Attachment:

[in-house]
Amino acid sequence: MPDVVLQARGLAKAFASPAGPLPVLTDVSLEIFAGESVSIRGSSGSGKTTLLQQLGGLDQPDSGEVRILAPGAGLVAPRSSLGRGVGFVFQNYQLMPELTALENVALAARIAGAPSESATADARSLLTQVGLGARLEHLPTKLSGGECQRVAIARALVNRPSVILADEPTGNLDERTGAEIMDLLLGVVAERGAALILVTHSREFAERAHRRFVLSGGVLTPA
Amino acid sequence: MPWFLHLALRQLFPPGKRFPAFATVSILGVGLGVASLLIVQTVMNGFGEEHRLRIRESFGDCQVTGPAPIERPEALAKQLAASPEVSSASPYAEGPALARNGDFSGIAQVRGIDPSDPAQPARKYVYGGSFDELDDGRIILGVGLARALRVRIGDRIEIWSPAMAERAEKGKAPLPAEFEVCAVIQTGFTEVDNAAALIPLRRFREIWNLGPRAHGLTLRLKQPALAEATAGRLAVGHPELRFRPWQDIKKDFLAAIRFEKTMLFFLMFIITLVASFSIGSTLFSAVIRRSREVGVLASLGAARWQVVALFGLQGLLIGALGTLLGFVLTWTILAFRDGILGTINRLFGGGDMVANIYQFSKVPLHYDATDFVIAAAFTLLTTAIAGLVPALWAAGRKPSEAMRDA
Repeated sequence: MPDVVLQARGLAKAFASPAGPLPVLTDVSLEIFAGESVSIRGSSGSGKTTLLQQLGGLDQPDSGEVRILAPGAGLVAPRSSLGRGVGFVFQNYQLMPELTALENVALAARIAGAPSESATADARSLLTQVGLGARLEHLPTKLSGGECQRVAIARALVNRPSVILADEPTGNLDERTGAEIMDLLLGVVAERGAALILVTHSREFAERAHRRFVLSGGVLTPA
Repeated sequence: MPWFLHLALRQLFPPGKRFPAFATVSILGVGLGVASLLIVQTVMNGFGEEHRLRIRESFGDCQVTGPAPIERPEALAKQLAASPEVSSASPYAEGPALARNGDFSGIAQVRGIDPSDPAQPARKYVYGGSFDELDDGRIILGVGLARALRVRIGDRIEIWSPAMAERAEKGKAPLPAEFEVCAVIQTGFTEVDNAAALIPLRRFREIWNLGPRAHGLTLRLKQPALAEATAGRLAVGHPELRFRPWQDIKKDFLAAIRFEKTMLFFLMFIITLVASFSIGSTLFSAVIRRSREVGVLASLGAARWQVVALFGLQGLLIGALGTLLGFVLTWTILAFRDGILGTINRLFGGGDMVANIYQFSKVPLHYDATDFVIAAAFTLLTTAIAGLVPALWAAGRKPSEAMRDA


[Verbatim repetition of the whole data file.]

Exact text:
[in-house]
Amino acid sequence: MPDVVLQARGLAKAFASPAGPLPVLTDVSLEIFAGESVSIRGSSGSGKTTLLQQLGGLDQPDSGEVRILAPGAGLVAPRSSLGRGVGFVFQNYQLMPELTALENVALAARIAGAPSESATADARSLLTQVGLGARLEHLPTKLSGGECQRVAIARALVNRPSVILADEPTGNLDERTGAEIMDLLLGVVAERGAALILVTHSREFAERAHRRFVLSGGVLTPA
Amino acid sequence: MPWFLHLALRQLFPPGKRFPAFATVSILGVGLGVASLLIVQTVMNGFGEEHRLRIRESFGDCQVTGPAPIERPEALAKQLAASPEVSSASPYAEGPALARNGDFSGIAQVRGIDPSDPAQPARKYVYGGSFDELDDGRIILGVGLARALRVRIGDRIEIWSPAMAERAEKGKAPLPAEFEVCAVIQTGFTEVDNAAALIPLRRFREIWNLGPRAHGLTLRLKQPALAEATAGRLAVGHPELRFRPWQDIKKDFLAAIRFEKTMLFFLMFIITLVASFSIGSTLFSAVIRRSREVGVLASLGAARWQVVALFGLQGLLIGALGTLLGFVLTWTILAFRDGILGTINRLFGGGDMVANIYQFSKVPLHYDATDFVIAAAFTLLTTAIAGLVPALWAAGRKPSEAMRDA
Repeated sequence: MPDVVLQARGLAKAFASPAGPLPVLTDVSLEIFAGESVSIRGSSGSGKTTLLQQLGGLDQPDSGEVRILAPGAGLVAPRSSLGRGVGFVFQNYQLMPELTALENVALAARIAGAPSESATADARSLLTQVGLGARLEHLPTKLSGGECQRVAIARALVNRPSVILADEPTGNLDERTGAEIMDLLLGVVAERGAALILVTHSREFAERAHRRFVLSGGVLTPA
Repeated sequence: MPWFLHLALRQLFPPGKRFPAFATVSILGVGLGVASLLIVQTVMNGFGEEHRLRIRESFGDCQVTGPAPIERPEALAKQLAASPEVSSASPYAEGPALARNGDFSGIAQVRGIDPSDPAQPARKYVYGGSFDELDDGRIILGVGLARALRVRIGDRIEIWSPAMAERAEKGKAPLPAEFEVCAVIQTGFTEVDNAAALIPLRRFREIWNLGPRAHGLTLRLKQPALAEATAGRLAVGHPELRFRPWQDIKKDFLAAIRFEKTMLFFLMFIITLVASFSIGSTLFSAVIRRSREVGVLASLGAARWQVVALFGLQGLLIGALGTLLGFVLTWTILAFRDGILGTINRLFGGGDMVANIYQFSKVPLHYDATDFVIAAAFTLLTTAIAGLVPALWAAGRKPSEAMRDA